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cmd/compile: statictmps can prevent heap objects from being collected #29068

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randall77 opened this Issue Dec 3, 2018 · 0 comments

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randall77 commented Dec 3, 2018

package main

import (
	"fmt"
	"runtime"
)

var x = [][]int{[]int{1}}

func main() {
	s := make([]int, 1e8)
	runtime.SetFinalizer(&s[0], func(p *int) { fmt.Println("finalized") })
	x[0] = s
	x = nil
	runtime.GC()
	runtime.GC()
	runtime.GC()
}

When I run this program, the finalizer never executes. The big slice will live in the heap forever.

The original state of the program has x pointing to a compiler-allocated global variable statictmp1. That variable has one []int slot in it, which in turn points to a second statictmp2 variable holding a single 1.

When we do x[0]=s, we set statictmp1 to point to the heap instead. Then when we do x = nil, statictmp1 is now unreachable. But statictmp1 now points to an object in the heap, and we still scan statictmp1 at every garbage collection, because it is a global.

If instead we allocated statictmp1 on the heap, this problem would go away. There's a tradeoff here which I'm not sure how to resolve. The current situation prioritizes fast startup and preferring global data over heap data, but it can result in imprecise retention of objects.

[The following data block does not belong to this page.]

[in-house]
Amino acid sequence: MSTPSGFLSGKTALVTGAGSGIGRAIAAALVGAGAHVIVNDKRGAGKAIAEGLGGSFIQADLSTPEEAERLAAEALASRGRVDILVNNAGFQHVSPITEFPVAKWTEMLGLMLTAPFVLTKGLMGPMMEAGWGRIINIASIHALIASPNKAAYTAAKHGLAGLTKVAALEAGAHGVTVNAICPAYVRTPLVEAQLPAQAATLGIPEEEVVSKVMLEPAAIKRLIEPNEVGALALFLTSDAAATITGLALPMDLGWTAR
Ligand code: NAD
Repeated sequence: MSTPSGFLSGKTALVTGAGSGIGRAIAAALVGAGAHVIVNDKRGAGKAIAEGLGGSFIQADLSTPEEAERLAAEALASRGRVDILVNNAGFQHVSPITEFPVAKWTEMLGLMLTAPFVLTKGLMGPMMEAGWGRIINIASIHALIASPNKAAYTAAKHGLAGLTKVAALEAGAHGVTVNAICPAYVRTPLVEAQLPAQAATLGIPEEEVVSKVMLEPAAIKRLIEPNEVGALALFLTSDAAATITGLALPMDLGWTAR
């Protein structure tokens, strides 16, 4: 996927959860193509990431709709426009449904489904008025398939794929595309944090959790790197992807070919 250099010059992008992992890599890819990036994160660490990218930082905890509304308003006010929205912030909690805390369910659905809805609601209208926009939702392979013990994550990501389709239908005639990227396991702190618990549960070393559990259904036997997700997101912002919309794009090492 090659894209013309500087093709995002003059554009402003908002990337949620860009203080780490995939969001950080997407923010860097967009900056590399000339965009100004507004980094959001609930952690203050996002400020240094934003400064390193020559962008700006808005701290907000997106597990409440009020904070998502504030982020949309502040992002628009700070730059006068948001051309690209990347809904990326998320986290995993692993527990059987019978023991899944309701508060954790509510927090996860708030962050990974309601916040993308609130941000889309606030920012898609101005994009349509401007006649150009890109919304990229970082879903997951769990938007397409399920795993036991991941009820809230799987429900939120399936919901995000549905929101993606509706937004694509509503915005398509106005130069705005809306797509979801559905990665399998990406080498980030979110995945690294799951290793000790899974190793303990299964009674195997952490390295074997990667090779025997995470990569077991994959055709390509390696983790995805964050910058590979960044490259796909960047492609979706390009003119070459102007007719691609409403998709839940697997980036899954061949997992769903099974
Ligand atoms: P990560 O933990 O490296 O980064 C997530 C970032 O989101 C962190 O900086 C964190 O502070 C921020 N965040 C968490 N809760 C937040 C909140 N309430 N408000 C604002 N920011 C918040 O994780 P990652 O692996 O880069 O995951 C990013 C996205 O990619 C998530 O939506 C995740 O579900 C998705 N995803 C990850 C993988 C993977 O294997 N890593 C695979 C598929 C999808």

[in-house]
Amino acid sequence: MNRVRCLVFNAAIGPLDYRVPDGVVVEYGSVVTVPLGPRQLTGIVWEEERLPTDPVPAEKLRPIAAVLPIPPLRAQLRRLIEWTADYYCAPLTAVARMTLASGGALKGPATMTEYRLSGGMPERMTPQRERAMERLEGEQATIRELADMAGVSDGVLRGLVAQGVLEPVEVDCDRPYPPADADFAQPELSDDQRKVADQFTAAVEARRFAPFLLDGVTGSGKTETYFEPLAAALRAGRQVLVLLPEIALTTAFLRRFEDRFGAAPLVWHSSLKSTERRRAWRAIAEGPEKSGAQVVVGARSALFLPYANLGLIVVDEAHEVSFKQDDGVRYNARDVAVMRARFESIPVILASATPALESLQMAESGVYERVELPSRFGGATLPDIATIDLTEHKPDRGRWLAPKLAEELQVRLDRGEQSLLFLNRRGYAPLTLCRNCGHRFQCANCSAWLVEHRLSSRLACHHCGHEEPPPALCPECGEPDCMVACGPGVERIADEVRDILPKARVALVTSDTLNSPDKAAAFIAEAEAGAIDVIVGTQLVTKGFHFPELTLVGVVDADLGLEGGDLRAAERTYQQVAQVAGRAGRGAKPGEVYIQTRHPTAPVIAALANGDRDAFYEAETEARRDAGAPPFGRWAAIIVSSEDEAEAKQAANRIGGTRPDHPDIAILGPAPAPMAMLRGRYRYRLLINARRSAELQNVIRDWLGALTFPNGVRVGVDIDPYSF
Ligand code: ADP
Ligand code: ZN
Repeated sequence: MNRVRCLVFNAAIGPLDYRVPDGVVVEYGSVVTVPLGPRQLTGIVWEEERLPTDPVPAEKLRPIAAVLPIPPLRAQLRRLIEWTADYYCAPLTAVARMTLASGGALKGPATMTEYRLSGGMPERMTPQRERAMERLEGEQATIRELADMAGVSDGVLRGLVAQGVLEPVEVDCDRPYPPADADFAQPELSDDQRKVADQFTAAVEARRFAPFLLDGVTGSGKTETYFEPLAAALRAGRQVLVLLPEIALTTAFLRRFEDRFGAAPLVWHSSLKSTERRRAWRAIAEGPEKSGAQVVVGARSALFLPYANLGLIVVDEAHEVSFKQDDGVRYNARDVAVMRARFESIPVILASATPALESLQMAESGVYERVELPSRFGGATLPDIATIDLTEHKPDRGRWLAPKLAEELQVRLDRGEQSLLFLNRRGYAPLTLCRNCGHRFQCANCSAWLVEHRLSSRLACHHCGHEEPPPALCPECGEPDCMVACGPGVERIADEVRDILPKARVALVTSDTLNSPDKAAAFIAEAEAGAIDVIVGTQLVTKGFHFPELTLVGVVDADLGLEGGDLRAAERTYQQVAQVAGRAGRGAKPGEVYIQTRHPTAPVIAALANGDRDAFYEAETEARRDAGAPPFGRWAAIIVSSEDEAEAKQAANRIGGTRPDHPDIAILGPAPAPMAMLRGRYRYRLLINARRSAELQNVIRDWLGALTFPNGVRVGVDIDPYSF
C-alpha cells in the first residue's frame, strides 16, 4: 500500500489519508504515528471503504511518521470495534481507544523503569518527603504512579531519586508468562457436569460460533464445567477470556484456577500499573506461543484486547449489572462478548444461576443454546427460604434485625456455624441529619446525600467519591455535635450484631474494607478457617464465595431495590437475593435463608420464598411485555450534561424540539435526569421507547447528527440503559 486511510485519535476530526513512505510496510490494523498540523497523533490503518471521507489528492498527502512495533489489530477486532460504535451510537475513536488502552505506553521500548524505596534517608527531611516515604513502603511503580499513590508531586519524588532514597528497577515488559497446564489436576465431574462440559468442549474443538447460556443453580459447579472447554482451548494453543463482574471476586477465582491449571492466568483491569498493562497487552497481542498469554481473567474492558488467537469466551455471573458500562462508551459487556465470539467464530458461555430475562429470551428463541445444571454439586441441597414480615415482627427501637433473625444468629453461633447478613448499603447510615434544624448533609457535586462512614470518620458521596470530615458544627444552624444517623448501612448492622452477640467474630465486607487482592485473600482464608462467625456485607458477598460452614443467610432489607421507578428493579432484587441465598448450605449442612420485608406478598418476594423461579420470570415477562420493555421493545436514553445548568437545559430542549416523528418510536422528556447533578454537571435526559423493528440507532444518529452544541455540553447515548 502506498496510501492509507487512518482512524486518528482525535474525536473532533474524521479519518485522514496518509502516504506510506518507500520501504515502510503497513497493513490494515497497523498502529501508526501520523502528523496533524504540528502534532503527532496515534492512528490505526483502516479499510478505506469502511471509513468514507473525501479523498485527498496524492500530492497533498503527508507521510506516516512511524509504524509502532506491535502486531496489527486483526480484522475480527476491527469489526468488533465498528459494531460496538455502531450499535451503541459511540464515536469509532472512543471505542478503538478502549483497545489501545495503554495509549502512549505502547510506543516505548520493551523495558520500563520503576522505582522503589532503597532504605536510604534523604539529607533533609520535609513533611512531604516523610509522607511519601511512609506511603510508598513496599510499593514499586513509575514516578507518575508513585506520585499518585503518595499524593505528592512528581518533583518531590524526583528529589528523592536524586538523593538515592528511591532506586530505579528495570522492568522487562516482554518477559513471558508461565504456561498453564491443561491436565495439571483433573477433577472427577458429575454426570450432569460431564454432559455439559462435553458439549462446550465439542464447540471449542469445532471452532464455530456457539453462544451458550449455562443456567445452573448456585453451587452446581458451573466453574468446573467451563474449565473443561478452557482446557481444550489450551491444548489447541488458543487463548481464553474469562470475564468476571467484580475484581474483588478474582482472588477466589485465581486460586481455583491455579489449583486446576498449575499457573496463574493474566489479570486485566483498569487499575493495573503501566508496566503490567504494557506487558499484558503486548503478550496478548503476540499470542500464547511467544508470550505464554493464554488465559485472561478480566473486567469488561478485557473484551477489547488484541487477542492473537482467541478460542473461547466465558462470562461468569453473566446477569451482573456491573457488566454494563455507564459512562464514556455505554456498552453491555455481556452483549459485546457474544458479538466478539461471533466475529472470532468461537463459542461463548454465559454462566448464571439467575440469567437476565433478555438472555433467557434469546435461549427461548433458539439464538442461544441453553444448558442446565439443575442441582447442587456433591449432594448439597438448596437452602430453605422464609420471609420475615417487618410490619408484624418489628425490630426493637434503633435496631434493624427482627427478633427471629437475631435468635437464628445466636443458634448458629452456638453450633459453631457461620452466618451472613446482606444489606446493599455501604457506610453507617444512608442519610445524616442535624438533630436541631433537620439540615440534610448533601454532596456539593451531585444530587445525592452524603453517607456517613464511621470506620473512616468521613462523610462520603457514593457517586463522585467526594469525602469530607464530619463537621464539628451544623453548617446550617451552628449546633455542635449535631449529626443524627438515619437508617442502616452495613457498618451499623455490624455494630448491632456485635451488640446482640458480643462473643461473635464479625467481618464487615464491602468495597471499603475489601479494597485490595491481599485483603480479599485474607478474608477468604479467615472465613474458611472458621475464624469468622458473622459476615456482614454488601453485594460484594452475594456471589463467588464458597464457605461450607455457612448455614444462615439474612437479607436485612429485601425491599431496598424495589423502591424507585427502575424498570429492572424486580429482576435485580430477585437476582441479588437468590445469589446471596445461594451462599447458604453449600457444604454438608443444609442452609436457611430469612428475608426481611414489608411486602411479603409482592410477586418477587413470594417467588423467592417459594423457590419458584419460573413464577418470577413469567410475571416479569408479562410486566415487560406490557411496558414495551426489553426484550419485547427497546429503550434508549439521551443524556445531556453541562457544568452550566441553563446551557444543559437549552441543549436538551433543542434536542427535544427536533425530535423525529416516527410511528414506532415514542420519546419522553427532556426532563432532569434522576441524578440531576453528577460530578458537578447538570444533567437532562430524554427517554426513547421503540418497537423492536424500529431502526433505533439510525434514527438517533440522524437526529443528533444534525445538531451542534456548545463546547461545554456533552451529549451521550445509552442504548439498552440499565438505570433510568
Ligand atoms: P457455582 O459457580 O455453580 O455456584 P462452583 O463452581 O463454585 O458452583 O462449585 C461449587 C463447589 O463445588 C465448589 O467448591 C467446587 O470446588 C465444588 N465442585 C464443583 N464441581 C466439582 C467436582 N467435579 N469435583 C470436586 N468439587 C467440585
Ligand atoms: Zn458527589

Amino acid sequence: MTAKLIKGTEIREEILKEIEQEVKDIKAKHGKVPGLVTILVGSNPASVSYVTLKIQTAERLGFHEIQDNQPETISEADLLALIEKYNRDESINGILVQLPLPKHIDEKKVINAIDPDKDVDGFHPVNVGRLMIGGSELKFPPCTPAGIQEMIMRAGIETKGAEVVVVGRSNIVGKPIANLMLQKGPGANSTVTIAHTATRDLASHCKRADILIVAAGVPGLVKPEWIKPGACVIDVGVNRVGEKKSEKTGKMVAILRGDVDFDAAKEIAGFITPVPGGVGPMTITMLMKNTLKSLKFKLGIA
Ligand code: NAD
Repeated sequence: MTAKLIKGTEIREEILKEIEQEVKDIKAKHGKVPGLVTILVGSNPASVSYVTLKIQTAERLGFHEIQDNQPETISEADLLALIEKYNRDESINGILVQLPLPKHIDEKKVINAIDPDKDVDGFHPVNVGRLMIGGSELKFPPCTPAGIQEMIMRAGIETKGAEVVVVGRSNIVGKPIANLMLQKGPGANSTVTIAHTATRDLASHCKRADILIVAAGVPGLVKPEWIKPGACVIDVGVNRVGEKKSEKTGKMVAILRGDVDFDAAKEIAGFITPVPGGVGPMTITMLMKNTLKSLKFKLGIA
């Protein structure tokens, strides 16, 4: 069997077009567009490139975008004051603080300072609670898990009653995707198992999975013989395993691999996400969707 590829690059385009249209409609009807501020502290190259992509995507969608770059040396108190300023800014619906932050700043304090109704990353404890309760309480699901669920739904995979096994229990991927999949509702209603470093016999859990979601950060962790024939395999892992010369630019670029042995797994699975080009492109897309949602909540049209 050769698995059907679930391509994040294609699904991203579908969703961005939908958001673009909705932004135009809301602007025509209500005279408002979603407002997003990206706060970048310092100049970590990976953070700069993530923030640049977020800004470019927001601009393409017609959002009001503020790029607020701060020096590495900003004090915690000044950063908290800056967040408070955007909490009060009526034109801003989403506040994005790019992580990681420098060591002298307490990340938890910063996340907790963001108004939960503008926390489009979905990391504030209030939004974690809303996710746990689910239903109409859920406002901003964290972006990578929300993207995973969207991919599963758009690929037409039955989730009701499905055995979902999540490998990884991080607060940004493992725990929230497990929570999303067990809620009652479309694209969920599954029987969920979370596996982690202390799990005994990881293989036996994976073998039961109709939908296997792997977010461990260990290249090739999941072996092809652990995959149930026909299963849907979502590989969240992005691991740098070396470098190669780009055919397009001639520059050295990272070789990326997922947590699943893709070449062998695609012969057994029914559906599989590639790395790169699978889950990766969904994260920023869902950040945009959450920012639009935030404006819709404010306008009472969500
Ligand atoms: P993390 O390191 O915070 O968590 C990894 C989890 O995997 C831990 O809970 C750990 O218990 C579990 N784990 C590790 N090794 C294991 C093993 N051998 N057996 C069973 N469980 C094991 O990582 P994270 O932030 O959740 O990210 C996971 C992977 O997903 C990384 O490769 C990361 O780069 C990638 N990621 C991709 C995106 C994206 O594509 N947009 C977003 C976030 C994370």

A better fix would be to include a global "object" in the GC marking phase for each global variable. (This is similar to how stack objects work.) Named globals would be in the root set, but unnamed ones like the statictmps would only be live if a heap object or other live global pointed to it.

I'm not sure it is worth fixing this problem. I sort of stumbled on it while working on #29013 but I haven't seen any instances in the wild. Thought it would be worth documenting it here in case someone had a better idea or someone found an actual real-world instance.

Note that a similar situation also applies to statictmp2. Afterx[0]=s, statictmp2 is dead. We can't collect statictmp2 because it is allocated in the globals area. We could collect it if it was allocated on the heap. But because it doesn't hold a pointer to heap objects, it isn't a big deal either way. (This also has a parallel to stack objects, which we can't collect directly - we can only ignore their contents.)

@aclements @RLH

@randall77 randall77 added this to the Unplanned milestone Dec 3, 2018

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